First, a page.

Jul 15, 2007

LA Housing Market / LANL Health Indicator?

A commenter on an earlier post made this request:


"Gussie, maybe you should start a thread on the stampede out of housing in Los Alamos -- as an early indicator of what is going on at the lab?"


I'll start the discussion off with my own observations. The risks of being invested in the Los Alamos housing market are obvious, and will become more so if/when the RIFs start.

Owning in Santa Fe is less risky than Los Alamos because it is not a one-company town. The high end of the Santa Fe market in particular is not as sensitive to the country-wide housing market slowdown because so many wealthy people still want to live in Santa Fe.

It is unclear to me to what extent the slow housing market in Los Alamos is due to LANL's present state, and how much is due to the national economy. What is clear to me is that trying to sell a house in LA will become much more difficult if the FY'08 budget meets its current low expectations.

--Gussie

29 comments:

Anonymous said...

It is entirely due to LANL, except maybe for some non-realistic prices in Quemazon. The national slowdown is due to a housing bubble, which LA was not part of.

Unless there are more sub-prime or interest only ARMs in LA that one would guess.

Anonymous said...

What were those budget predictions again? I recall someone saying that "best case" forecasts were for a $90 million reduction from the current FY. Worst case was anybody's guess.

Anonymous said...

All the gloom and doom on this blog is tiresome... Los Alamos ALWAYS has a higher inventory (and sales for that matter) in the summer. If you have checked lately, Los Alamos housing is not that out of line compared to other places. The east and west cost are higher- and most big city suburbs are priced proportionally to the length of commute. I'm sure you can find pockets where prices are low- perhaps Arkansas or Iowa.

Maybe you gloom types are right- that LANS was pulled in to shut the town and board everything up. But otherwise- the town will survive as long as there is a major business here. Personally, I have looked around enough to know that anywhere I want to live is going to be expensive... might as well be here.

Anonymous said...

It's RIFF, not RIF.

The extra F is for how Fucked the situation is.

Anonymous said...

Doom and gloom, or reality? The realities are that there are lots of houses on the market in Los Alamos presently, and they are not moving. The budget for '08 looks like a disaster approaching. Look around yourself at work: how many people look like they are enjoying the new, improved LANL? If you've got some good news about the realities of working here, how about sharing it?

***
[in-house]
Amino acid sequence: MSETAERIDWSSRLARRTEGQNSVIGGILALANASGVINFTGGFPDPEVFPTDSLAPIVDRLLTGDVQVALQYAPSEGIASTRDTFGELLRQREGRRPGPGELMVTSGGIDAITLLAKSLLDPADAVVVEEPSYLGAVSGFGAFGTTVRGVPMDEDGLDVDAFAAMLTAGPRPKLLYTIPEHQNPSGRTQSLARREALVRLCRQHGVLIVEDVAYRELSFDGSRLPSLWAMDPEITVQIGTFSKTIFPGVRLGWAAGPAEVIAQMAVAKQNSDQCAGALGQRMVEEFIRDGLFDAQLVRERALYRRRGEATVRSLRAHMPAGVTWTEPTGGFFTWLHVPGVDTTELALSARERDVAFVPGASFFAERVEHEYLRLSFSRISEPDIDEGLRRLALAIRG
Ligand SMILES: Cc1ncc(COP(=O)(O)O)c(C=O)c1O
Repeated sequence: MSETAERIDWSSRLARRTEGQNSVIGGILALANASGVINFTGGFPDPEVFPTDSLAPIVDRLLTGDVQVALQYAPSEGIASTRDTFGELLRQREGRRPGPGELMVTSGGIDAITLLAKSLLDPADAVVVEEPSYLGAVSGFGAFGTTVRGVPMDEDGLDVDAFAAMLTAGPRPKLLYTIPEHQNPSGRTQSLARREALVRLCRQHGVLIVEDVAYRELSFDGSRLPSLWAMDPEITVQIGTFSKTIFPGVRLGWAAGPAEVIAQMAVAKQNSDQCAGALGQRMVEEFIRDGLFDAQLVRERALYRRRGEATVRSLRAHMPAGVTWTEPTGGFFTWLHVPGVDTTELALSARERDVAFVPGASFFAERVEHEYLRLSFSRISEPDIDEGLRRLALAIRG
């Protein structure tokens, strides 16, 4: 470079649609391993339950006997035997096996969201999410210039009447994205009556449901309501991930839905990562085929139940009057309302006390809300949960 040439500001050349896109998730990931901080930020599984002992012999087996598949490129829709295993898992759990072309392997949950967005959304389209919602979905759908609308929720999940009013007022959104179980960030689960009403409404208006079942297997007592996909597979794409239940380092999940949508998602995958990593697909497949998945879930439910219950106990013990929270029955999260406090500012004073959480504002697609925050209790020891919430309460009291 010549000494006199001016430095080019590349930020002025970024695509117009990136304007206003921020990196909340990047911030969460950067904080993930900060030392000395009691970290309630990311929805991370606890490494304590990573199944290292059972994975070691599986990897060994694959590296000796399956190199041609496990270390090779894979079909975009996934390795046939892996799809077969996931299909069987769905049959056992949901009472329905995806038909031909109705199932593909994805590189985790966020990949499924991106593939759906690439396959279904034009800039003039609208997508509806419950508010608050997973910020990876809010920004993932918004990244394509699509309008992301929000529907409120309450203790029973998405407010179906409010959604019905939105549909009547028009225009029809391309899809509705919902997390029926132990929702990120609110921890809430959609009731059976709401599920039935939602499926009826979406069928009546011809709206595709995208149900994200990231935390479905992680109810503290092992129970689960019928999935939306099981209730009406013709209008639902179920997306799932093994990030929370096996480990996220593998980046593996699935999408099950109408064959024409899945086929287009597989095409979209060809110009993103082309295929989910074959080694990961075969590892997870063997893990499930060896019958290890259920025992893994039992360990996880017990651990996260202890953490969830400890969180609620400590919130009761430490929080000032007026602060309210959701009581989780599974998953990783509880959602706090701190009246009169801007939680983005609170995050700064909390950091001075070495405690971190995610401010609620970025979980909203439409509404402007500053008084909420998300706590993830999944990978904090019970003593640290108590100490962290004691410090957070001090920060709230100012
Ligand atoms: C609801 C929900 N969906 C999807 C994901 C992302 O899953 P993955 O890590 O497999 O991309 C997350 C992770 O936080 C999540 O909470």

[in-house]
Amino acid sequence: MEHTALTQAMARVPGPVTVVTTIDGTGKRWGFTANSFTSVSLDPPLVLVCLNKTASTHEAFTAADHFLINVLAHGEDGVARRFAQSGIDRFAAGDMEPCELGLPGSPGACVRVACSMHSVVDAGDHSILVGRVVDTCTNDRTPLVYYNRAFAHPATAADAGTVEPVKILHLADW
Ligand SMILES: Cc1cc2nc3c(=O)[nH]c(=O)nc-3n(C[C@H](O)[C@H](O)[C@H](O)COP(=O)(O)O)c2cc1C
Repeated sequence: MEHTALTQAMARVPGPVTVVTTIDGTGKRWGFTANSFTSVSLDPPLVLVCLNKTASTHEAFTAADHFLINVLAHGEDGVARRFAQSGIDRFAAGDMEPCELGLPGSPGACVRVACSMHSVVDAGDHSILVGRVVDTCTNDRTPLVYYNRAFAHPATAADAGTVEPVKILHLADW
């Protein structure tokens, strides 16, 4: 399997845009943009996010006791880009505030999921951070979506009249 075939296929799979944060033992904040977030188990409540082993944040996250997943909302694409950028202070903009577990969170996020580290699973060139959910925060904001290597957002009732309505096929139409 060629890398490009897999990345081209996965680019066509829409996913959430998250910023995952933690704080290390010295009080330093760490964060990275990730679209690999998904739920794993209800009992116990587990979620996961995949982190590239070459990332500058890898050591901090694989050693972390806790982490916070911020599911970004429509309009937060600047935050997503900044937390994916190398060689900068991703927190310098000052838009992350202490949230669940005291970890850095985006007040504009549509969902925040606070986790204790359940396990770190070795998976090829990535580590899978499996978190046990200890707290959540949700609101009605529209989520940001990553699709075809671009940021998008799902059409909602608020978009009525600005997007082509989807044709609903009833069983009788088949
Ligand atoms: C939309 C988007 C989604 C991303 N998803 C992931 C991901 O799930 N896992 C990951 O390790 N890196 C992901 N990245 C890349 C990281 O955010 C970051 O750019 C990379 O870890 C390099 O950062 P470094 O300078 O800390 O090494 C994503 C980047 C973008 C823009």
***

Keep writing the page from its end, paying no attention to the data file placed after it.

Anonymous said...

I am enjoying work. I found a fluffer.

Anonymous said...

How fortunate for you, 9:10. Unfortunately, it's hard for the rest of us.

K. Boland said...

I have to confess I've been thinking about buying a house in LA. The main thing that has stopped me is getting stuck in LA (a town I have a strong love/hate relationship with.) If I definitely wanted to stay here, I'd buy. But I have a fantasy about living some place more interesting and exciting. (And not such a sausage fest) And goddamit the prices are inflated. Have you looked at ABQ housing lately? Even a TEC can afford to buy a sweet place down there. I just can't "buy" a long commute right now.

Pros: some people have made a killing on some really shitty houses going up in value (a quad for +200K????)

Cons: the future of LANL/LANS.

BTW: I still rent.....

Gussie Fink-Nottle said...

"BTW: I still rent....."

No one ever accused you of being stupid, Kevin.

;-}

--Gussie

K. Boland said...

actually, Gussie, I have been accused of being stupid. And an asshole. And much worse. Luckily for me, I no longer care.

Thanks :-)

Gussie Fink-Nottle said...

That would make two of us, then.

--Gussie

Anonymous said...

"How fortunate for you, 9:10. Unfortunately, it's hard for the rest of us."

I think u mean it's hard on the rest of us.

Anonymous said...

At the risk of finding a ray of sunshine, Realtor.com reports about 300 properties for sale in Los Alamos, and about 3000 properties for sale in Santa Fe. Given that Santa Fe has only about 4-5 times the population of Los Alamos, the market in Los Alamos, while undeniably slower right now, still seems to be a far cry from a panic.